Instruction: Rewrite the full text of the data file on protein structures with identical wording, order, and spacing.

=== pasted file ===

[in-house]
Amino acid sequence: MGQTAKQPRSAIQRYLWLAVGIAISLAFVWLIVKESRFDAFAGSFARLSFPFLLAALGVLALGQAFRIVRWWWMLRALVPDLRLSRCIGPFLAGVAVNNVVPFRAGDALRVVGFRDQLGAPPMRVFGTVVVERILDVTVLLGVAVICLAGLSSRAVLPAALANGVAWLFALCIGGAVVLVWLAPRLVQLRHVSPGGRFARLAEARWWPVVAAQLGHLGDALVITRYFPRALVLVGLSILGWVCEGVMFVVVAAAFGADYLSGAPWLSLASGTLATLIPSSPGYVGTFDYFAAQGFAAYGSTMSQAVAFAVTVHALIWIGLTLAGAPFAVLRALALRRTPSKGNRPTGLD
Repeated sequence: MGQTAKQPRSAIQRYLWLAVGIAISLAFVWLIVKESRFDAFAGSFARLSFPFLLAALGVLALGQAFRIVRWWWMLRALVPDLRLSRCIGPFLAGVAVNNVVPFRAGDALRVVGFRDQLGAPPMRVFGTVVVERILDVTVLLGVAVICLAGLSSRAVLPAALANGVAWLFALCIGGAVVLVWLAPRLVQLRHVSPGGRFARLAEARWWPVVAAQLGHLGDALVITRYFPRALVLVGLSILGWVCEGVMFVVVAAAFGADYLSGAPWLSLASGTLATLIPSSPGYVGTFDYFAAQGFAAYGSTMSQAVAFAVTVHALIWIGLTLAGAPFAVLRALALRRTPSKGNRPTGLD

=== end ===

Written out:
[in-house]
Amino acid sequence: MGQTAKQPRSAIQRYLWLAVGIAISLAFVWLIVKESRFDAFAGSFARLSFPFLLAALGVLALGQAFRIVRWWWMLRALVPDLRLSRCIGPFLAGVAVNNVVPFRAGDALRVVGFRDQLGAPPMRVFGTVVVERILDVTVLLGVAVICLAGLSSRAVLPAALANGVAWLFALCIGGAVVLVWLAPRLVQLRHVSPGGRFARLAEARWWPVVAAQLGHLGDALVITRYFPRALVLVGLSILGWVCEGVMFVVVAAAFGADYLSGAPWLSLASGTLATLIPSSPGYVGTFDYFAAQGFAAYGSTMSQAVAFAVTVHALIWIGLTLAGAPFAVLRALALRRTPSKGNRPTGLD
Repeated sequence: MGQTAKQPRSAIQRYLWLAVGIAISLAFVWLIVKESRFDAFAGSFARLSFPFLLAALGVLALGQAFRIVRWWWMLRALVPDLRLSRCIGPFLAGVAVNNVVPFRAGDALRVVGFRDQLGAPPMRVFGTVVVERILDVTVLLGVAVICLAGLSSRAVLPAALANGVAWLFALCIGGAVVLVWLAPRLVQLRHVSPGGRFARLAEARWWPVVAAQLGHLGDALVITRYFPRALVLVGLSILGWVCEGVMFVVVAAAFGADYLSGAPWLSLASGTLATLIPSSPGYVGTFDYFAAQGFAAYGSTMSQAVAFAVTVHALIWIGLTLAGAPFAVLRALALRRTPSKGNRPTGLD